The Tablas create a distinctive recognizable sound that make them the foundation of the rhythmic patterns in Indian Music. Punjabi Folk, Geets, Ghazals and Indian Wedding music rely on the unique sound of these drums to create a special mood to the music.
The Tablas are an Indian percussion instrument used in Hindustani music and in popular Indian folk and devotional music of the India and Pakistan. The instrument consists of a pair of hand drums of contrasting sizes and timbres, one playing the treble sounds and the other bass. The term tabla is derived from an Arabic word, tabl, which simply means “drum.” The tabla is used in some other Asian musical traditions outside of India, such as in the Indonesian, Afghanistan and now commonly in the West in Yoga and Mantra Music.
Playing Tablas involves extensive use of the fingers with the treble hand (for the tabla) and palms in various configurations for the bass or bayana to create a wide variety of different sounds, reflected in the syllables or rhythms called (bols). The heel of the hand is used to apply pressure or in a sliding motion on the larger drum (bayan) so that the pitch is changed during the sound’s decay.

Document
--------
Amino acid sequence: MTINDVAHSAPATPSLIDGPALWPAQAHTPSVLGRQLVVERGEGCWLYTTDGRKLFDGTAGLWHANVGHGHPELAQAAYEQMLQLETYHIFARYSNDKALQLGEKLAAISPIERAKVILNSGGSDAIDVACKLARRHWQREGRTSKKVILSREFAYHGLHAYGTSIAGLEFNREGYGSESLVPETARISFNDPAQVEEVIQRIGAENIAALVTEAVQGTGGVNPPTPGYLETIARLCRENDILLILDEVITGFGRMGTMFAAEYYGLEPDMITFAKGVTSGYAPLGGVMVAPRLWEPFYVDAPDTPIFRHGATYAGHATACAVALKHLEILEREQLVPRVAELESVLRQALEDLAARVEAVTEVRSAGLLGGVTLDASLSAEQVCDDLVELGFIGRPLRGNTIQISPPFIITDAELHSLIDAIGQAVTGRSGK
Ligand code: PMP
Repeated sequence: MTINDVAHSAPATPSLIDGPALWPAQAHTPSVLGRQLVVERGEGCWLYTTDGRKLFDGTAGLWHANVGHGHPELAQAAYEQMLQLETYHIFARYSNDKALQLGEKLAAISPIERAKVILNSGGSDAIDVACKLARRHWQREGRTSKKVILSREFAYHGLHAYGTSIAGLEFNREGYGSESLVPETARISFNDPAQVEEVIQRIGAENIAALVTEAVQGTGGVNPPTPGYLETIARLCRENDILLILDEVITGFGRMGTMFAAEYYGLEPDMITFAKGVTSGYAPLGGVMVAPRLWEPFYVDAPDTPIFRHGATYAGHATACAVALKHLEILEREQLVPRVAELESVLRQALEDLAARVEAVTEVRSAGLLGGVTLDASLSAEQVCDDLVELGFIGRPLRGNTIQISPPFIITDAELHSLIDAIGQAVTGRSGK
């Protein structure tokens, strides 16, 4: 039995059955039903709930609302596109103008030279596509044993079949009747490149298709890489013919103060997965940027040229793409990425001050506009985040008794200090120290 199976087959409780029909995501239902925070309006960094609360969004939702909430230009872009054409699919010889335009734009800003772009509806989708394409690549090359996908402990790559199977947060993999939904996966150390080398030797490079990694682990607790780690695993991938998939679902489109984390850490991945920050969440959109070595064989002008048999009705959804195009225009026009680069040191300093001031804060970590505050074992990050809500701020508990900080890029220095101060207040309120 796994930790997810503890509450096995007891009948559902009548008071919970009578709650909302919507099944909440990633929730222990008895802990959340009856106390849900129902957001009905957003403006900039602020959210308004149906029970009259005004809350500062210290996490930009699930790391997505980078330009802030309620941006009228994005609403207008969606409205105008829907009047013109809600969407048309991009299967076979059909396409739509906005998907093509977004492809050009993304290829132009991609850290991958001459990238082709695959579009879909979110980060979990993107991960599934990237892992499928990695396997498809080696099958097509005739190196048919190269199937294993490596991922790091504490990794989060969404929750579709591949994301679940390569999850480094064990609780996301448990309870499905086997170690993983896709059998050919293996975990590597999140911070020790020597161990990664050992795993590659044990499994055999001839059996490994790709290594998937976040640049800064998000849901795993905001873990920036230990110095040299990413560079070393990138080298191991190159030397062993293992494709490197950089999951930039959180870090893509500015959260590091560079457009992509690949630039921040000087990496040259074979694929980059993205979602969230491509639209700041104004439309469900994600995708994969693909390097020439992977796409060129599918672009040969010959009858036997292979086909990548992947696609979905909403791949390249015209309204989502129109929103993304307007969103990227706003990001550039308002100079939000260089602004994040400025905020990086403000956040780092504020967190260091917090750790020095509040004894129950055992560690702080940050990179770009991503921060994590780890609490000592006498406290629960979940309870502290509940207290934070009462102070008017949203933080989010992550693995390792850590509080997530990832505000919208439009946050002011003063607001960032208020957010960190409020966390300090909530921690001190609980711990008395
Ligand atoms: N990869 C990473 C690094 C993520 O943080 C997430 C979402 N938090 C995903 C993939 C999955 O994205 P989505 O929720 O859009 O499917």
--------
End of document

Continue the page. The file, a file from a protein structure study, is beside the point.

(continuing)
Historically there is a myth says that the 13th century Indian poet Amir Khusrau, the inventor of the tabla split the mridangam or the pakhawaj in two. (‘thoda, tab bhi bola – tabla': ‘When broke, it still spoke’ – a fairly well known pun in the Indian music circles). However none of Khusrau’s writings on music mention the Tabla drum. There are Hindu temple carvings of double hand drums resembling tabla dating back to 500 BC. The tabla closely resembles a mridangam a South Indian drum cut into two.
Freedom and Leela have had over a 100 tabla players accompany them over the decades for their music performances. Here are a few images that were captured and shared with them in various parts of the world.